History Of Hybrid Cars

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The beginning of hybrid cars goes back to the 20th century. The Paris Exposition of 1900 included the Lohner-Porsche Elektromobil which is the first ever hybrid car. The inventor of the Lohner-Porsche Elektromobil was a 23 year old engineer named Ferdinand Porsche. Porsche is known today for his Volkswagen cars and for the famous sport cars designed by his son. He created a vehicle that could travel 38 miles on electricity alone. Porsche partnered with Jacob Lohner who wanted to develop motorcars that had incorporated coaches. The gas-powered cars at that time were very noisy and difficult to start. Porsche created battery-powered electric motors and put them in the front-wheel hubs to produce a front-wheel drive car. He also added an internal combustion gasoline engine so the batteries in the car could be charged. Sadly, the Lohner-Porsche could only reach up to 35 miles an hour. The idea of hybrid cars decreased during the years of growth in the modern automobile industry. This period brought a national highway system in the United States and gasoline was inexpensive. The concerns with auto emissions brought back the idea of hybrid cars. C. Russell Feldman, one of the founders of Motorola, decided to explore the possibilities of hybrid cars again. He contacted an electrical engineer named Victor Wouk to see if a hybrid car could work in society. Wouk found out that the batteries in the hybrid cars did not have the energy to produce a lot of speed and range. In the 1960’s, Wouk combined the low-emissions benefit of an electric car with the power and range of a gasoline engine to create a hybrid car. To make his hybrid car ideas real, Victor Wouk and his partner Charles Rosen formed the company called the Petro-E...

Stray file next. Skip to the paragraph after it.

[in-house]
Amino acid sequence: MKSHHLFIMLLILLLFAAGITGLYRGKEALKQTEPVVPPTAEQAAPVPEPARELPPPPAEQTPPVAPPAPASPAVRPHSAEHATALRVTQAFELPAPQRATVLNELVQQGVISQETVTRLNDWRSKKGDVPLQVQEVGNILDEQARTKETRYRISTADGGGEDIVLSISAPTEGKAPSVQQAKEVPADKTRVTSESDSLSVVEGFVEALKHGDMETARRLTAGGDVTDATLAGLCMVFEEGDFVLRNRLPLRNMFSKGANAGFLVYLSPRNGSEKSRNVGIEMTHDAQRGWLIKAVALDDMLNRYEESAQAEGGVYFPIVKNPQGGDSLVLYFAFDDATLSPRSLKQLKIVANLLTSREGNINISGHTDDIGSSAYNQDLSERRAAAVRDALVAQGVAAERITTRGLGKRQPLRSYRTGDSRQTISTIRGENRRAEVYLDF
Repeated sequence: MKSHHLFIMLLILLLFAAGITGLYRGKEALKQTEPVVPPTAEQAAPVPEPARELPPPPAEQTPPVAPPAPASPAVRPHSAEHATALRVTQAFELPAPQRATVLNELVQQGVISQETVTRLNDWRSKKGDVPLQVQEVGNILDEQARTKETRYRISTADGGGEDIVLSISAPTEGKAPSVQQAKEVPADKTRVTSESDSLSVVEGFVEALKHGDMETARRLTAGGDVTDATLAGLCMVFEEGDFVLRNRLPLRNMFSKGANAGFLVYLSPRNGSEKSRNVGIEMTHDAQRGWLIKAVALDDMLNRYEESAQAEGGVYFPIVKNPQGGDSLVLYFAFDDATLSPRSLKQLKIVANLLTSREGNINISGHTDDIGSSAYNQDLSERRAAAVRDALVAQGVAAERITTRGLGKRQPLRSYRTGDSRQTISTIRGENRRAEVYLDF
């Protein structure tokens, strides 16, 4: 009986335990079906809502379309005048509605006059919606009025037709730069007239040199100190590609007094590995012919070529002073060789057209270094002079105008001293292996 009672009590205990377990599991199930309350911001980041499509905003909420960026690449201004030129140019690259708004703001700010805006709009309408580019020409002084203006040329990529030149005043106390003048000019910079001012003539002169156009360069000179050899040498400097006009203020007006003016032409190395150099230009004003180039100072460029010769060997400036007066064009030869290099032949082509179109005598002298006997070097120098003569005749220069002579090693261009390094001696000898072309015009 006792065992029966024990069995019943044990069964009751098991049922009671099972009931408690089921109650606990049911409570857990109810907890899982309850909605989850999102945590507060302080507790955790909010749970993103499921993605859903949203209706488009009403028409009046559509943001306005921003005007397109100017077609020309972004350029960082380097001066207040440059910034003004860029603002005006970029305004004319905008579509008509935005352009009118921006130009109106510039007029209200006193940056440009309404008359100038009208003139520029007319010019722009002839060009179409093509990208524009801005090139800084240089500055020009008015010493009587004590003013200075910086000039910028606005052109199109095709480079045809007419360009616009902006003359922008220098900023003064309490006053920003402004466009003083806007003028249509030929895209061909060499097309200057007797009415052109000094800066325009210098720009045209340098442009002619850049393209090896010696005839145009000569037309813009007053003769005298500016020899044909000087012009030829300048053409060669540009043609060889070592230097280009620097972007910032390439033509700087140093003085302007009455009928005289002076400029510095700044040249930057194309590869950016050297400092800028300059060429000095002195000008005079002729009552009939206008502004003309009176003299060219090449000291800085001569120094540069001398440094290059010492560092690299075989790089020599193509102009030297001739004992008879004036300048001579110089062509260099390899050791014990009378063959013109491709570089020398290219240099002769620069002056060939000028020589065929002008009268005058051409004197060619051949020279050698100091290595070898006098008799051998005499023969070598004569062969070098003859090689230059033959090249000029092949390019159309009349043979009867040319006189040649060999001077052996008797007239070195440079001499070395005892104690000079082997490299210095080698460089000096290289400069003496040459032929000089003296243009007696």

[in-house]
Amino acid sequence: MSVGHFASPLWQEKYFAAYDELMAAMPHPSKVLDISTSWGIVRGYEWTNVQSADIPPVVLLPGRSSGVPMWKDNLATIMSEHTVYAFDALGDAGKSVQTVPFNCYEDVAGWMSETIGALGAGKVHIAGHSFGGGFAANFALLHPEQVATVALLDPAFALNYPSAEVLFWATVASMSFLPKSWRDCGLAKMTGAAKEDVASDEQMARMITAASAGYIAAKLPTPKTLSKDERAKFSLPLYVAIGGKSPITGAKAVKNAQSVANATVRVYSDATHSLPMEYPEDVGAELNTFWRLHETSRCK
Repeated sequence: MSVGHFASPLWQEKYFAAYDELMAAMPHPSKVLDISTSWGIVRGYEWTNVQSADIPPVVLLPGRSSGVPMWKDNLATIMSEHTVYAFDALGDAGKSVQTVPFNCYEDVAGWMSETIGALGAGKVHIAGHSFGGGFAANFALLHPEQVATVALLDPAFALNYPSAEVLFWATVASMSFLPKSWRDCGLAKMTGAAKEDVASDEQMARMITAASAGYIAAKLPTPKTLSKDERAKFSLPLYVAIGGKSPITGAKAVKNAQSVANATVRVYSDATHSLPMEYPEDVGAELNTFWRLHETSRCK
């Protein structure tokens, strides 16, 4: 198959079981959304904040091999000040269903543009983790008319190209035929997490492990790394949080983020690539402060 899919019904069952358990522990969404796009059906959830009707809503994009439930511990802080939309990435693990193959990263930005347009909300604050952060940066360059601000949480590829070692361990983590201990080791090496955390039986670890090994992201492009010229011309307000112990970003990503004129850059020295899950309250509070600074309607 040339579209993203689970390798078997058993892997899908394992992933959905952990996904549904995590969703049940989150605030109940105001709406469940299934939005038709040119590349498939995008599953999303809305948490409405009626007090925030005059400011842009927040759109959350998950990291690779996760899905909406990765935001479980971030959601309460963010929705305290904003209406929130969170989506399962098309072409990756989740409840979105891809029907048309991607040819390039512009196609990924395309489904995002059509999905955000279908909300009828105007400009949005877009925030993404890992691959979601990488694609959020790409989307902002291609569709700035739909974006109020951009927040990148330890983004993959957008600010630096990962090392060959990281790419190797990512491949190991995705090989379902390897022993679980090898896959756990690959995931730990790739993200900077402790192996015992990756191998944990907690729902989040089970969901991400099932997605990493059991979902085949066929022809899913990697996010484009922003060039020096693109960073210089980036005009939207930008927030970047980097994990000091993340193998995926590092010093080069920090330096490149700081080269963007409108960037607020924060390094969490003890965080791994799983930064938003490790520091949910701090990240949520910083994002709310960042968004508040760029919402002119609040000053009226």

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...otor. The Audi Duo was not a success and was discontinued soon after. Then Honda released the two-door Insight which was the first ever hybrid car to hit the mass market in the United States. The Insight received an EPA mileage reading of 61 mpg city and a 70 mpg highway. Following up the Honda Insight, Toyota released the Toyota Prius which was the first ever hybrid four-door sedan in the United States. In 2002, Honda produced the Honda Civic Hybrid that is identical to the conventional Civic. Toyota also introduced the Toyota Prius II. It won the 2004 Car of the Year from the Motor Trend Magazine and the North American Auto Show. Toyota produced between 36,000 to 47,000 Toyota Prius II in the United States. As the years have gone by, the popularity of the hybrid cars have gone up and more people are deciding to buy a hybrid car than a gasoline car.
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